A recent California appellate court ruling raises major questions about whether parents have the right to educate their children. While the ruling will be appealed, parents who homeschool their children are reacting to their uncertain future.
Seema Mehta and Mitchell Landsberg of the Los Angeles Times wrote up the reaction to the ruling, which states that parents without teaching credentials must not educate their children at home:
The California Department of Education currently allows home schooling as long as parents file paperwork with the state establishing themselves as small private schools, hire credentialed tutors or enroll their children in independent study programs run by charter or private schools or public school districts while still teaching at home.
California does little to enforce those provisions and insists it is the local school districts’ responsibility. In addition, state education officials say some parents home school their children without the knowledge of any entity.
Home schoolers and government officials have largely accepted this murky arrangement.
“This works so well, I don’t see any reason to change it,” said J. Michael Smith, president of the Virginia-based Home School Legal Defense Assn.
While the ruling affects all homeschoolers, the article manages to quote only those practitioners who are conservative and Christian. I come from a huge homeschooling state — Colorado — where all sorts of people homeschool (libertarians, conservatives, liberals, religious, secular, etc.) and it never ceases to amaze me how uniform the group is presented by the mainstream media.
Further, the homeschoolers quoted in the article are not those whose kids are winning all the spelling bees or just generally excelling in their studies but, rather, those who are trying to hide from secularism in public schools. Even among people who homeschool for religious reasons, this isn’t exactly representative.
The article isn’t all bad, and it gets some good information out there, but it just lacks any sense of the debate swirling around homeschooling regulations. Let’s look at a few of the pro-regulation comments from the article:
“Parents do not have a constitutional right to home school their children,” wrote Justice H. Walter Croskey in a Feb. 28 opinion signed by the two other members of the district court. “Parents who fail to [comply with school enrollment laws] may be subject to a criminal complaint against them, found guilty of an infraction, and subject to imposition of fines or an order to complete a parent education and counseling program.” . . .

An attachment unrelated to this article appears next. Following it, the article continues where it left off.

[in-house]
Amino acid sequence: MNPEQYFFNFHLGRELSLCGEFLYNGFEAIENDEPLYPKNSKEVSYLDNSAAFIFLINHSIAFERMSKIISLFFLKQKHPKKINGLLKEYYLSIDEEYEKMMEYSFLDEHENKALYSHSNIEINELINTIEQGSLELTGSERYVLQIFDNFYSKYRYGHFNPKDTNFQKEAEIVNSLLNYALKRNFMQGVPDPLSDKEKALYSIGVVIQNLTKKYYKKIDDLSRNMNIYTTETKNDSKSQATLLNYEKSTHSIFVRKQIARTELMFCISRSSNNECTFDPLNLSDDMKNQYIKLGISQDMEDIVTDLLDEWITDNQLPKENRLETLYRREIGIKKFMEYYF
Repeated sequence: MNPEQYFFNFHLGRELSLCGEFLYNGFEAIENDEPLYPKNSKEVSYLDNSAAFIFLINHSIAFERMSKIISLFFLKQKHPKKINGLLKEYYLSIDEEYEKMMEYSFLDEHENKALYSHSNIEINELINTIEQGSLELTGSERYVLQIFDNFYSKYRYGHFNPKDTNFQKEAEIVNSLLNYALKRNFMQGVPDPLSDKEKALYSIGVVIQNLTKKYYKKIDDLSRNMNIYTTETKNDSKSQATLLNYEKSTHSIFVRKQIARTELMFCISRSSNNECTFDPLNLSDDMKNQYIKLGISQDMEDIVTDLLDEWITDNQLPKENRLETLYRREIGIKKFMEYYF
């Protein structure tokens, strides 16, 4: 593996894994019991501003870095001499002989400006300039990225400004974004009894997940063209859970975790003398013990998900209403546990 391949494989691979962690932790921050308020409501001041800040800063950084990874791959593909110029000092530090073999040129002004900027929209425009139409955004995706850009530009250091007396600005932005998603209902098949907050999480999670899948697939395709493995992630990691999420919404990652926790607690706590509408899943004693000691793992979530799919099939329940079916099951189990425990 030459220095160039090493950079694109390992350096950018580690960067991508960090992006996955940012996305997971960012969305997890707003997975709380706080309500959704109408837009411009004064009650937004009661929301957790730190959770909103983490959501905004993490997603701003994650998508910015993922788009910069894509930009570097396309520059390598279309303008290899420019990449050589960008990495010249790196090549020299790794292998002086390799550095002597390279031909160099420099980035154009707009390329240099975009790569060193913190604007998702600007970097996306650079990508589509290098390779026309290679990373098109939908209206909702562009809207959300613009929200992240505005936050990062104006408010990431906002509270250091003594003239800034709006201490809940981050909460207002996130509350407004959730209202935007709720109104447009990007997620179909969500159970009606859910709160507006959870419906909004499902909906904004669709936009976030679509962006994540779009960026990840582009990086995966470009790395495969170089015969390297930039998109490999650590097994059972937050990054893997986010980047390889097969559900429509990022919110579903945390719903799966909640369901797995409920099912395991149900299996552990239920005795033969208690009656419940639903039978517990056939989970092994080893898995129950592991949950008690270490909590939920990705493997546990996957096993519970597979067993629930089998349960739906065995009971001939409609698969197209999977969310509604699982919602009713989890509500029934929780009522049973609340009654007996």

Teachers union officials will also be closely monitoring the appeal. A.J. Duffy, president of United Teachers Los Angeles, said he agrees with the ruling.
“What’s best for a child is to be taught by a credentialed teacher,” he said.
Even though I’m the daughter of a stellar public school teacher, I can’t be alone in thinking that last line deserves a worthy retort. How many of the world’s worst teachers have been credentialed by governing bodies? If credentials are all that matters, why do so many students in public schools fare so poorly? And yet the only response given in the article is some homeschooling bogeyfather in Sacramento saying he’s worried about his kids being indoctrinated with teachings about evolution and same-sex marriage.
There are so many interesting angles to this discussion but none of the debate is really found in the article. Parents don’t have a constitutional right to homeschool their children? What are the pros and cons of government schools? What are the pros and cons of homeschools? Does the state have an interest in indoctrinating values against the interest of Christian parents? Does the state have an interest in indoctrinating values against the interest of Muslim parents? What rights do children have in these affairs?